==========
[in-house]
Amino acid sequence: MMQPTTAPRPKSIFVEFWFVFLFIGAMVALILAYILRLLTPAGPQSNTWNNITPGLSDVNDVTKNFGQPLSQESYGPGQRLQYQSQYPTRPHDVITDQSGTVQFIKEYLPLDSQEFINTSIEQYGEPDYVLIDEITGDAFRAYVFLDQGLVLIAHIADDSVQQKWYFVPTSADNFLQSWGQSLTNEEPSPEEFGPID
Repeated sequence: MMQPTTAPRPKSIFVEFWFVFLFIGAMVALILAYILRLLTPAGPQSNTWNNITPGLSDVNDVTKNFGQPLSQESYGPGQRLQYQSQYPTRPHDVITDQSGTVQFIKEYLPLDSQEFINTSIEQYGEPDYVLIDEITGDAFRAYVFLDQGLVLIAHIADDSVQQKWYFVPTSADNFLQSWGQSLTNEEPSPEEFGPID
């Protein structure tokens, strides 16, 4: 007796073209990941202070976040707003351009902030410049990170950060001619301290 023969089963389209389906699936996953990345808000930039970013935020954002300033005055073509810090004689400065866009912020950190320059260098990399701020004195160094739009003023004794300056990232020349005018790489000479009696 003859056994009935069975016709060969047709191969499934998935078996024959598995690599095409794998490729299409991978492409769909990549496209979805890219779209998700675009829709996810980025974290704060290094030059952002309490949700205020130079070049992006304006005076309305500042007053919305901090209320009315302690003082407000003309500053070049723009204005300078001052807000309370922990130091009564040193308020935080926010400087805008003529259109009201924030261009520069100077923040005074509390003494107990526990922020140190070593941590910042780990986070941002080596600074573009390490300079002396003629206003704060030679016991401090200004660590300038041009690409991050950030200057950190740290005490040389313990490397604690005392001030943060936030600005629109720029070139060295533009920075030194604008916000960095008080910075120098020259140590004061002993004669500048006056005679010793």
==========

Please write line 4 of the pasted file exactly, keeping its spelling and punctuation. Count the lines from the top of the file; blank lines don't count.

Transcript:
């Protein structure tokens, strides 16, 4: 007796073209990941202070976040707003351009902030410049990170950060001619301290 023969089963389209389906699936996953990345808000930039970013935020954002300033005055073509810090004689400065866009912020950190320059260098990399701020004195160094739009003023004794300056990232020349005018790489000479009696 003859056994009935069975016709060969047709191969499934998935078996024959598995690599095409794998490729299409991978492409769909990549496209979805890219779209998700675009829709996810980025974290704060290094030059952002309490949700205020130079070049992006304006005076309305500042007053919305901090209320009315302690003082407000003309500053070049723009204005300078001052807000309370922990130091009564040193308020935080926010400087805008003529259109009201924030261009520069100077923040005074509390003494107990526990922020140190070593941590910042780990986070941002080596600074573009390490300079002396003629206003704060030679016991401090200004660590300038041009690409991050950030200057950190740290005490040389313990490397604690005392001030943060936030600005629109720029070139060295533009920075030194604008916000960095008080910075120098020259140590004061002993004669500048006056005679010793």